Choose the topics of most interest to you to follow under "My Headlines".
For Best Health, Talk To Your Body
Durham, NC - Benetta Walker sat with her eyes closed as the seminar leader instructed participants seated in a circle to take a deep breath.
"And let it out slowly," said Jeanne van Gemert, a mind/body therapist at Duke Integrative Medicine. "Now, say thanks to the feet that brought you here. And to the legs that support you. Say thanks to the internal organs that keep you functioning - to all the body parts we normally take for granted."
Walker, a learning consultant for the Duke Clinical Research Institute, felt her breathing become more even and her shoulders relax.
"It was quite profound to focus on the majority of things that work well in my body," she said.
The exercise was part of the recent seminar, "For Best Health, Talk With Your Body," the first in a series of free health and wellness talks for 2012 sponsored by DukeWell, Duke's health improvement program. DukeWell helps employees create a personal health plan with a focus on chronic conditions such as cardiovascular disease, hypertension and diabetes and includes medication co-payment incentives for qualified members.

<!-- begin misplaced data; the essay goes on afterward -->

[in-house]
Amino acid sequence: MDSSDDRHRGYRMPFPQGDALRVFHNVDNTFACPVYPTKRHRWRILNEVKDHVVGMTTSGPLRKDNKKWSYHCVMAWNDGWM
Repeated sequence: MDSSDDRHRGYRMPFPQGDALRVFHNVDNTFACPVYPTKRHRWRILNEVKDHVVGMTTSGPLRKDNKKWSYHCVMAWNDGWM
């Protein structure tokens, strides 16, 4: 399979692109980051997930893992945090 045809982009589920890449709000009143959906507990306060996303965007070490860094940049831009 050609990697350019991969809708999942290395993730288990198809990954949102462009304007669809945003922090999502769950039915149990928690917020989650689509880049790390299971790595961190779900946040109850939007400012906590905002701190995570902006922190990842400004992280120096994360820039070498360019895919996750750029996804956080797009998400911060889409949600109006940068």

The seminar included demonstrations of exercises to strengthen the connection between mind and body with the aim of slowing down, relieving stress and maintaining health.
"Cultivating an attitude of awareness and gratitude toward the body improves the immune system," said van Gemert, the presenter. "The body likes it."
To illustrate a simple way to reconnect mind and body, van Gemert asked the group to inhale and exhale for the same duration. She then asked participants to extend their exhale longer than their inhale.
"For every moment you focus on your breath, you are not distracted by a different habit such as worrying," she said.
Van Gemert also led participants through a mental body scan. Individuals sat quietly as she asked them to notice parts of their body, from feet and fingers to cheeks, eyebrows and head.
The body often talks to us, most notably telling us when we're hungry or tired, she said.
"But we don't always pay attention," van Gemert said. "We often allow our minds to follow distractions rather than calming our bodies internally."
© 2013 Office of Communication Services
705 Broad Street, Box 90496, Durham, NC 27708
(919) 681-4533; FAX: (919) 681-7926